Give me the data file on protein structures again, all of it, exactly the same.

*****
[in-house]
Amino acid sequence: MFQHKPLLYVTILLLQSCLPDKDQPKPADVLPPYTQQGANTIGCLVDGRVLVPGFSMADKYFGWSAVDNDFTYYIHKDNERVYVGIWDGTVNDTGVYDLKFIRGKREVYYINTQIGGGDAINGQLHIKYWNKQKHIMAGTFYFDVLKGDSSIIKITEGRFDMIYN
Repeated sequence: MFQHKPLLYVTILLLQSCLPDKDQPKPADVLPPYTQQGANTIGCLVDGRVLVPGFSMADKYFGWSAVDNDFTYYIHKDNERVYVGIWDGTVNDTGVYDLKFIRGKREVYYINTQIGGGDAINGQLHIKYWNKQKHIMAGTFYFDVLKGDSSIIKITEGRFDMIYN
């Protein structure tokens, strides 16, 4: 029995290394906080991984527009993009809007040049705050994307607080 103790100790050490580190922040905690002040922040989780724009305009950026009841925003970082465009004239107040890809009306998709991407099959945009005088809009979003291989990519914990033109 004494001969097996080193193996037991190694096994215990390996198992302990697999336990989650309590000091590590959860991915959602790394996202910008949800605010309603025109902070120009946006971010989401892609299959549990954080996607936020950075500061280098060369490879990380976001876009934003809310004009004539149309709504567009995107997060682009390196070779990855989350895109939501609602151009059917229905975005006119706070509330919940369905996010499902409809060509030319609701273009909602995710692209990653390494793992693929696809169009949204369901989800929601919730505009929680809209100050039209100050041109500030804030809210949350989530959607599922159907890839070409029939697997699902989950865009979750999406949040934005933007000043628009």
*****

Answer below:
[in-house]
Amino acid sequence: MFQHKPLLYVTILLLQSCLPDKDQPKPADVLPPYTQQGANTIGCLVDGRVLVPGFSMADKYFGWSAVDNDFTYYIHKDNERVYVGIWDGTVNDTGVYDLKFIRGKREVYYINTQIGGGDAINGQLHIKYWNKQKHIMAGTFYFDVLKGDSSIIKITEGRFDMIYN
Repeated sequence: MFQHKPLLYVTILLLQSCLPDKDQPKPADVLPPYTQQGANTIGCLVDGRVLVPGFSMADKYFGWSAVDNDFTYYIHKDNERVYVGIWDGTVNDTGVYDLKFIRGKREVYYINTQIGGGDAINGQLHIKYWNKQKHIMAGTFYFDVLKGDSSIIKITEGRFDMIYN
């Protein structure tokens, strides 16, 4: 029995290394906080991984527009993009809007040049705050994307607080 103790100790050490580190922040905690002040922040989780724009305009950026009841925003970082465009004239107040890809009306998709991407099959945009005088809009979003291989990519914990033109 004494001969097996080193193996037991190694096994215990390996198992302990697999336990989650309590000091590590959860991915959602790394996202910008949800605010309603025109902070120009946006971010989401892609299959549990954080996607936020950075500061280098060369490879990380976001876009934003809310004009004539149309709504567009995107997060682009390196070779990855989350895109939501609602151009059917229905975005006119706070509330919940369905996010499902409809060509030319609701273009909602995710692209990653390494793992693929696809169009949204369901989800929601919730505009929680809209100050039209100050041109500030804030809210949350989530959607599922159907890839070409029939697997699902989950865009979750999406949040934005933007000043628009």